When to Quit Contact Sports Due to Concussion
The answer may be the least popular, most difficult, but smartest decision.
Posted October 23, 2014 | Reviewed by Ekua Hagan
When is a hit to the head one too many? For sports fans, athletes, coaches and parents, this question regarding the consequences of possible brain damage from mild traumatic brain injury is becoming a daily debate.
Wide receiver Wes Welker has sustained three reported concussions in the last nine months, but he’s staying in the sport. Catcher Alex Avila says his three concussions this season won’t prevent him from continuing to play. Yet David Ash, former football standout at Texas, and Casey Cochran of Connecticut, both gave up their NFL hopes due to concussion.
Thousands of former NFL and NHL players are suing their respective leagues because of potential brain damage sustained during their tenure in the game. Yet, hundreds more are still playing.
There are two sides of the coin: One side says it’s just a part of the game. The other says it’s just not worth it anymore.
While it is possible to rehabilitate a damaged brain to some degree, there are several risks to consider:
Concussion Repercussion Risks
- The younger the athlete, the more vulnerable the brain is to concussion, requiring longer recovery periods. The brain continues developing through the age of 25. Therefore, concussions in our youth and collegiate athletes can result in greater damage and potential risk to cognitive impairment.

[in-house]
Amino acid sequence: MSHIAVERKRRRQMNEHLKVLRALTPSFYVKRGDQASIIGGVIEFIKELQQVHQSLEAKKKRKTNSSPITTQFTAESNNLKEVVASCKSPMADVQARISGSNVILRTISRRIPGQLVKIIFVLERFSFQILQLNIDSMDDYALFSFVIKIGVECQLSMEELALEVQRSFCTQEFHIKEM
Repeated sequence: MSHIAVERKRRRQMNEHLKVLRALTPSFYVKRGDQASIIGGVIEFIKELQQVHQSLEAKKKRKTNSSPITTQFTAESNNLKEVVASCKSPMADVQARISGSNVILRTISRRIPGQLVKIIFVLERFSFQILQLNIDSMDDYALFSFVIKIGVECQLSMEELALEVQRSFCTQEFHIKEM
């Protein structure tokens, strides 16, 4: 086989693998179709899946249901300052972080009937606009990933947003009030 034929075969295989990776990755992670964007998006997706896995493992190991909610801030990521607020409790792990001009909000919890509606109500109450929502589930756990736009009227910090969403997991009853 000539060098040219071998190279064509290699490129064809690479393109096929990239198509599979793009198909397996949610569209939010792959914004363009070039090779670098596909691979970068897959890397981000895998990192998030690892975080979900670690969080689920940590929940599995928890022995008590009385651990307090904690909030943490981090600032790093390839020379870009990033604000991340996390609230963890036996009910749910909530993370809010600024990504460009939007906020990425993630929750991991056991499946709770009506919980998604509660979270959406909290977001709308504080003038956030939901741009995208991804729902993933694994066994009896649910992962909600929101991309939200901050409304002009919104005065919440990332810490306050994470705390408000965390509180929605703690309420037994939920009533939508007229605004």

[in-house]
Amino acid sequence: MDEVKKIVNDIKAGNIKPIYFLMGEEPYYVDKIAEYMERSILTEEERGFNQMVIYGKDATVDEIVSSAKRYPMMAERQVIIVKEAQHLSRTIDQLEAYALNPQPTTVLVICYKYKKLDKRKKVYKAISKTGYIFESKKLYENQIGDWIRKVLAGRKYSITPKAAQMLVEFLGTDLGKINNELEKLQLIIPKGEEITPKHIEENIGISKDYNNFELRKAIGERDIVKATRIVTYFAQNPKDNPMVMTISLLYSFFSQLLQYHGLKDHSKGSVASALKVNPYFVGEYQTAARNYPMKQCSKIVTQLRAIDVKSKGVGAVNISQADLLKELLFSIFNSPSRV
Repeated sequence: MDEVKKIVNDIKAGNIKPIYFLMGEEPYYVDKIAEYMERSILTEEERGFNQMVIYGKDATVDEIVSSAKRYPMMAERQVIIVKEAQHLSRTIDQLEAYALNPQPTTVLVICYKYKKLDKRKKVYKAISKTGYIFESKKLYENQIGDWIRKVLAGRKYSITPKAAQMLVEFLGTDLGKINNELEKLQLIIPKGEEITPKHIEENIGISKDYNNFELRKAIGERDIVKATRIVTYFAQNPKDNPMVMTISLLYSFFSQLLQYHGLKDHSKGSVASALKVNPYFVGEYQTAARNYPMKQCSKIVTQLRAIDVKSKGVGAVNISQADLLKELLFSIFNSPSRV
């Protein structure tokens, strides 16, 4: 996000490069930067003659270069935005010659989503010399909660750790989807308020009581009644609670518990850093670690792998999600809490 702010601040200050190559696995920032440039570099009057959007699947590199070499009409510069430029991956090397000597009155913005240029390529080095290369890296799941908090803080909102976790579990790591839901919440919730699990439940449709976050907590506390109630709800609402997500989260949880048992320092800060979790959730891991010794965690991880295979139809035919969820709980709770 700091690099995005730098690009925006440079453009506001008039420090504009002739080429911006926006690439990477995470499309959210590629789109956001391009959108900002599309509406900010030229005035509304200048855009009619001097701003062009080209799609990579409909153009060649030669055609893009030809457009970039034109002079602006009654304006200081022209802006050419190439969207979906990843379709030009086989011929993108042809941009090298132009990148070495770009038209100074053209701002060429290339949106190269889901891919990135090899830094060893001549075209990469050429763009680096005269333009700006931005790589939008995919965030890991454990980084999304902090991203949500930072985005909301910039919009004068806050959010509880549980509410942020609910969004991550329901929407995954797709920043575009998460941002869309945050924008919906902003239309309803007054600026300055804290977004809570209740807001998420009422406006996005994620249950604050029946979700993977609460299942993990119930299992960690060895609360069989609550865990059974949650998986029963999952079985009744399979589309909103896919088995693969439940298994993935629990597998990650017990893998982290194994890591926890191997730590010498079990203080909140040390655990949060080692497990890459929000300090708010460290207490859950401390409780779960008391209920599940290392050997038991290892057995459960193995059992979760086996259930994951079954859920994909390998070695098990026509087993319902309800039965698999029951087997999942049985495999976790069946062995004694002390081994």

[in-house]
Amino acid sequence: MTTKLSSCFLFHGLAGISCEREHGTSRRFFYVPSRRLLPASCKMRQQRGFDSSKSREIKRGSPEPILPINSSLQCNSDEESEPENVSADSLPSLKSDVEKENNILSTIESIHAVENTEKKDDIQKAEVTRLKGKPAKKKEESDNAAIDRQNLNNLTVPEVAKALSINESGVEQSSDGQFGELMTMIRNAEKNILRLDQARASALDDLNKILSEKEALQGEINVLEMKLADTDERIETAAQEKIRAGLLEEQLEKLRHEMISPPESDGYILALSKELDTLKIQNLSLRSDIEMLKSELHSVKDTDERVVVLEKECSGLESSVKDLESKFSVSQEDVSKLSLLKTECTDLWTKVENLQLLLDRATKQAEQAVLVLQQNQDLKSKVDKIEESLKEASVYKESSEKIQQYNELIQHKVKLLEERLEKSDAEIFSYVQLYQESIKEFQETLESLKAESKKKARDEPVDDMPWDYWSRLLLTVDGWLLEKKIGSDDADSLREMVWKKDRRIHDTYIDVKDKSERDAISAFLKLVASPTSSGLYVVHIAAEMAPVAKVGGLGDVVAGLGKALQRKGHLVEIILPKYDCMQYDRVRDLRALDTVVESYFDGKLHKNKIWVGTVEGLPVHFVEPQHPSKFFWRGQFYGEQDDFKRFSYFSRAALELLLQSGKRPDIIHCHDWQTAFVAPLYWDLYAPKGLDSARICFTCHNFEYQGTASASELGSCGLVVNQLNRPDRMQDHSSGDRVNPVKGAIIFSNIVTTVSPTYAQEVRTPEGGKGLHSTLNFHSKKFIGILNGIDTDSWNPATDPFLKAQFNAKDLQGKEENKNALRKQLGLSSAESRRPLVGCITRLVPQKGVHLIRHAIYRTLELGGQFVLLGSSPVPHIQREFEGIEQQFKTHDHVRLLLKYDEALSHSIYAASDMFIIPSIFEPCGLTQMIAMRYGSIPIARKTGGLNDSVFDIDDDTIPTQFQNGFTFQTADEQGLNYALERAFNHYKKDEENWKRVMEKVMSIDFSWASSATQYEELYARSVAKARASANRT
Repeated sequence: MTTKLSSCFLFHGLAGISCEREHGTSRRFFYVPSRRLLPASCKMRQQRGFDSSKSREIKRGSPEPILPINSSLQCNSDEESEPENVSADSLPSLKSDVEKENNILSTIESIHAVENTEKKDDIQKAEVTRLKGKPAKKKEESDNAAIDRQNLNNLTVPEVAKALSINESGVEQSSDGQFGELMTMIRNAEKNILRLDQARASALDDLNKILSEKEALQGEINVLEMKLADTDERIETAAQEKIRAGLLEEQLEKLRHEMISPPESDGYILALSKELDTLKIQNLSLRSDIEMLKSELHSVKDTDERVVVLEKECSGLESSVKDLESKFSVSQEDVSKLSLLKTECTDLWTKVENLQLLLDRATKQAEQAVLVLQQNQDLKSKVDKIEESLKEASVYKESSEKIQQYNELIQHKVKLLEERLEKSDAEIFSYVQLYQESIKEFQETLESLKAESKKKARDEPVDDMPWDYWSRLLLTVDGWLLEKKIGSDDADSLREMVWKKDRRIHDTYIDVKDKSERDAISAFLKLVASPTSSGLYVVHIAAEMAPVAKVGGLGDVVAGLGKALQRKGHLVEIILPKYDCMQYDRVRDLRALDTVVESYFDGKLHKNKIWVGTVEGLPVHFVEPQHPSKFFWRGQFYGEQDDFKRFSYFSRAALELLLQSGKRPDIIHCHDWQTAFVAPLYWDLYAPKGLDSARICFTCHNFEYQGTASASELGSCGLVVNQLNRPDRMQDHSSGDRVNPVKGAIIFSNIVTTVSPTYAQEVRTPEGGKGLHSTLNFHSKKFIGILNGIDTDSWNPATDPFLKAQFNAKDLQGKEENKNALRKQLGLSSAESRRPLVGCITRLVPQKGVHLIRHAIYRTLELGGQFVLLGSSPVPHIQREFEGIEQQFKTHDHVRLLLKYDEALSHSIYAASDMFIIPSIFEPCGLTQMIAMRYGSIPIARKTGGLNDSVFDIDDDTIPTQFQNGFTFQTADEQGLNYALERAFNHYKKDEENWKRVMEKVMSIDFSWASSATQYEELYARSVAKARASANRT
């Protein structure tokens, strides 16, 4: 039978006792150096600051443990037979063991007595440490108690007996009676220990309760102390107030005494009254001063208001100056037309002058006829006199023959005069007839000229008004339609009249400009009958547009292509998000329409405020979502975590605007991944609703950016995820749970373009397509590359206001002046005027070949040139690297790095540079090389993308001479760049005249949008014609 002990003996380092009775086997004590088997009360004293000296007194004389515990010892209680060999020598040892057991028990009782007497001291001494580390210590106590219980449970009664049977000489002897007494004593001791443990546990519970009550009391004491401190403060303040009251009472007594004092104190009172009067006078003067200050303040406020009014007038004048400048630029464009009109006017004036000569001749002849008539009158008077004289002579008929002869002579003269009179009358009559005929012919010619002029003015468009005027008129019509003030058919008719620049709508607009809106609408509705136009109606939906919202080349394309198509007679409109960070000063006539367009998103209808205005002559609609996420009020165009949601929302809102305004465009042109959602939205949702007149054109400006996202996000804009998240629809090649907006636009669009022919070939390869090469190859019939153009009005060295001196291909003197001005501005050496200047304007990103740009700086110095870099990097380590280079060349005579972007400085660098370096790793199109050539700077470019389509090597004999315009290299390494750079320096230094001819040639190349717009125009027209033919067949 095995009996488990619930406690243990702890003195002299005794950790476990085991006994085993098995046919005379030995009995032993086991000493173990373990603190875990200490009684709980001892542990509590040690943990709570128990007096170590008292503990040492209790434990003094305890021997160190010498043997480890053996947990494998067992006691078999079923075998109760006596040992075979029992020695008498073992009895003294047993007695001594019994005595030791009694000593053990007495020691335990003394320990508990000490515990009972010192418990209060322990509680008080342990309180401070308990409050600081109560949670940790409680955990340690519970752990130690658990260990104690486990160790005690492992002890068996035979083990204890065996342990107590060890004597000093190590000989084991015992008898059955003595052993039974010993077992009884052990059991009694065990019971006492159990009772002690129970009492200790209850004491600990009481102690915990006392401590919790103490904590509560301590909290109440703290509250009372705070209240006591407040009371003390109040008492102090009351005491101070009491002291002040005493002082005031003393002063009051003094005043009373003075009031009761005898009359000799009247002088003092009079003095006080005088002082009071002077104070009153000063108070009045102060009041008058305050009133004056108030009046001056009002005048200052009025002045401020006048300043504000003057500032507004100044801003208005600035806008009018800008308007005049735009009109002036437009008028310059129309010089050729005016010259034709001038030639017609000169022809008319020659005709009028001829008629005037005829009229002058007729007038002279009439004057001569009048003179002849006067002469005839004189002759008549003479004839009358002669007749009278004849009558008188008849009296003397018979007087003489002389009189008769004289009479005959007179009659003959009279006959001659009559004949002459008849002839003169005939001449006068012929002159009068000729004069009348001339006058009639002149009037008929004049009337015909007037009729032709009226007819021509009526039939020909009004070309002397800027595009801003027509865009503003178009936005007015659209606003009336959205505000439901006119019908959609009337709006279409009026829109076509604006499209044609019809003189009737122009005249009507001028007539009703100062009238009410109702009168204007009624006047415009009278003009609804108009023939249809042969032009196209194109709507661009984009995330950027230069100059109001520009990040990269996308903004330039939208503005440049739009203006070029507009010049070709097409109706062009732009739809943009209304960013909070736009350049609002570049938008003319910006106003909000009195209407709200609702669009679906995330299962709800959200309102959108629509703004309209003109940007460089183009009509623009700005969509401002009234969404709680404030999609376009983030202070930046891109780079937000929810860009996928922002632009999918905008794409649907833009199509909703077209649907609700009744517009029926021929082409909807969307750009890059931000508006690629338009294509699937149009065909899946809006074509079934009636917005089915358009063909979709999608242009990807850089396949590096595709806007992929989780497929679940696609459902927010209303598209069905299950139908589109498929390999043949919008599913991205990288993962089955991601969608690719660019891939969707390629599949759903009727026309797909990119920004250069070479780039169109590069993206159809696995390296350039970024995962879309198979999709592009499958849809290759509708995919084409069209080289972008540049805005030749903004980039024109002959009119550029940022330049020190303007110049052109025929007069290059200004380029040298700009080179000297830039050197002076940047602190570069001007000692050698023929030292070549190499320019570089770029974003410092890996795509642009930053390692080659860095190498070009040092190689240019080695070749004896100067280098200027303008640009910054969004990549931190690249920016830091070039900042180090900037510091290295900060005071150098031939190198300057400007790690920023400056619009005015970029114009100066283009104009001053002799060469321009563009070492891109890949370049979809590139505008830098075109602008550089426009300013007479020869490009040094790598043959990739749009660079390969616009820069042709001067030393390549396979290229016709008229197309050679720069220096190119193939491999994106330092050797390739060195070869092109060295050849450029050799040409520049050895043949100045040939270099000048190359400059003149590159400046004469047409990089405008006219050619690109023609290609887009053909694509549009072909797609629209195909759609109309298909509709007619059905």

- A concussed athlete is more likely to sustain a repeat concussion, with the greatest risk in the first seven days.
- Sustaining a repeat concussion before recovering completely from a concussion is associated with a risk for Second Impact Syndrome. This condition of acute cerebral swelling is fatal in 50 percent of sufferers and associated with serious long term neurological deficits in 100 percent of the survivors. Fortunately, this condition is rare and preventable with proper concussion management protocols.
- Repeat concussions are slower to recover.
- Athletes who have sustained three or more concussions are more likely to have long-term cognitive impairment and emotional struggles.
- Concussions can accelerate the onset of dementia and an Alzheimer’s disease-like condition known as chronic traumatic encephalopathy.
- People with a history of migraines are more vulnerable to concussion injury.
- Females are more vulnerable to concussion injury than males.
When the brain meets enough force to cause it to bump against the inside of the skull, a variety of short-term symptoms can arise. And unfortunately, long-term and dangerous consequences can develop as well. A concussion, considered to be a mild traumatic brain injury (mTBI), can either: Heal quickly (about half recover within 10 days, over 90 percent within 30 days); or be the starting point of future problems; as well as complicate existing brain-health issues that accelerate the onset of more serious conditions, neurological disorders, and other brain drama.
Recently, there has been increasing concern about repetitive "sub-concussive" hits. These hits to the head are strong enough to be considered "abnormal" in the sense that they exceed the forces that occur during normal activity during sport.
Through review of scientific study of accelerometer data, the Sports Legacy Institute has adopted 20G or more force as the threshold for such a hit. The main concern is that although each of these hits are not in and of themselves associated with symptoms of concussion injury, over time they may cumulatively contribute to sustained brain injury. Further studies will be needed to define how many and over what period of time these sub-concussive hits are associated with neurological consequences.
Other than dying or paralysis from complications suffered from brain trauma, the most serious concussion repercussion is a decrease in overall quality of life due to a variety of cognitive and emotional impairments that may develop as the post-concussion syndrome. Memory loss, attention span, poor decision-making are warning signs of brain-related trouble.